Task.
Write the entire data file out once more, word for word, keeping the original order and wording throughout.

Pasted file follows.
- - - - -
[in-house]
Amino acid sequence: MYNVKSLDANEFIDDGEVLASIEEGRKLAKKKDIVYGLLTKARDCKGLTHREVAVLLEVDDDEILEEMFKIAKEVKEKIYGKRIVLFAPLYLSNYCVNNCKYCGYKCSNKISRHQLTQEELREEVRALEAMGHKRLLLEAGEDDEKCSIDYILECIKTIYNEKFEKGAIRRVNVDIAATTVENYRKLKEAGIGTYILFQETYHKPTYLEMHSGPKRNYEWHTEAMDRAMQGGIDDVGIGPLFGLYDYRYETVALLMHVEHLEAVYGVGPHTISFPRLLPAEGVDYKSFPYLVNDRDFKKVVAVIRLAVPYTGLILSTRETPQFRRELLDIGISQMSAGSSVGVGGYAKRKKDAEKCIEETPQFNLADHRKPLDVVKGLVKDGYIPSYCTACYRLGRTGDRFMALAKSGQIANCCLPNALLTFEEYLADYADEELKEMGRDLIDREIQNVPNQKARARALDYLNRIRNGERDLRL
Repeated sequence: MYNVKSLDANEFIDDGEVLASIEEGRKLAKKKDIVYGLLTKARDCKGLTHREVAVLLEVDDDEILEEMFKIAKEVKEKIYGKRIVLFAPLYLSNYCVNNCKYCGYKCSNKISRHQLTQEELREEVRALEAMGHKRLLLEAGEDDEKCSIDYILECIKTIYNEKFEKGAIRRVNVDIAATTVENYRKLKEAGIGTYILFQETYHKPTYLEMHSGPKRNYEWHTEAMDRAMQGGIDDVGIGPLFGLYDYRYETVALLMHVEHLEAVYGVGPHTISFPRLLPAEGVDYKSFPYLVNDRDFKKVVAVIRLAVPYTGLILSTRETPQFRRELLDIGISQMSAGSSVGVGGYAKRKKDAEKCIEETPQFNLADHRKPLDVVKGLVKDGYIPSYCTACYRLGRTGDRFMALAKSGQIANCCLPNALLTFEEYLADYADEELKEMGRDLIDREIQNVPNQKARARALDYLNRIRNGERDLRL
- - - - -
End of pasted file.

[in-house]
Amino acid sequence: MYNVKSLDANEFIDDGEVLASIEEGRKLAKKKDIVYGLLTKARDCKGLTHREVAVLLEVDDDEILEEMFKIAKEVKEKIYGKRIVLFAPLYLSNYCVNNCKYCGYKCSNKISRHQLTQEELREEVRALEAMGHKRLLLEAGEDDEKCSIDYILECIKTIYNEKFEKGAIRRVNVDIAATTVENYRKLKEAGIGTYILFQETYHKPTYLEMHSGPKRNYEWHTEAMDRAMQGGIDDVGIGPLFGLYDYRYETVALLMHVEHLEAVYGVGPHTISFPRLLPAEGVDYKSFPYLVNDRDFKKVVAVIRLAVPYTGLILSTRETPQFRRELLDIGISQMSAGSSVGVGGYAKRKKDAEKCIEETPQFNLADHRKPLDVVKGLVKDGYIPSYCTACYRLGRTGDRFMALAKSGQIANCCLPNALLTFEEYLADYADEELKEMGRDLIDREIQNVPNQKARARALDYLNRIRNGERDLRL
Repeated sequence: MYNVKSLDANEFIDDGEVLASIEEGRKLAKKKDIVYGLLTKARDCKGLTHREVAVLLEVDDDEILEEMFKIAKEVKEKIYGKRIVLFAPLYLSNYCVNNCKYCGYKCSNKISRHQLTQEELREEVRALEAMGHKRLLLEAGEDDEKCSIDYILECIKTIYNEKFEKGAIRRVNVDIAATTVENYRKLKEAGIGTYILFQETYHKPTYLEMHSGPKRNYEWHTEAMDRAMQGGIDDVGIGPLFGLYDYRYETVALLMHVEHLEAVYGVGPHTISFPRLLPAEGVDYKSFPYLVNDRDFKKVVAVIRLAVPYTGLILSTRETPQFRRELLDIGISQMSAGSSVGVGGYAKRKKDAEKCIEETPQFNLADHRKPLDVVKGLVKDGYIPSYCTACYRLGRTGDRFMALAKSGQIANCCLPNALLTFEEYLADYADEELKEMGRDLIDREIQNVPNQKARARALDYLNRIRNGERDLRL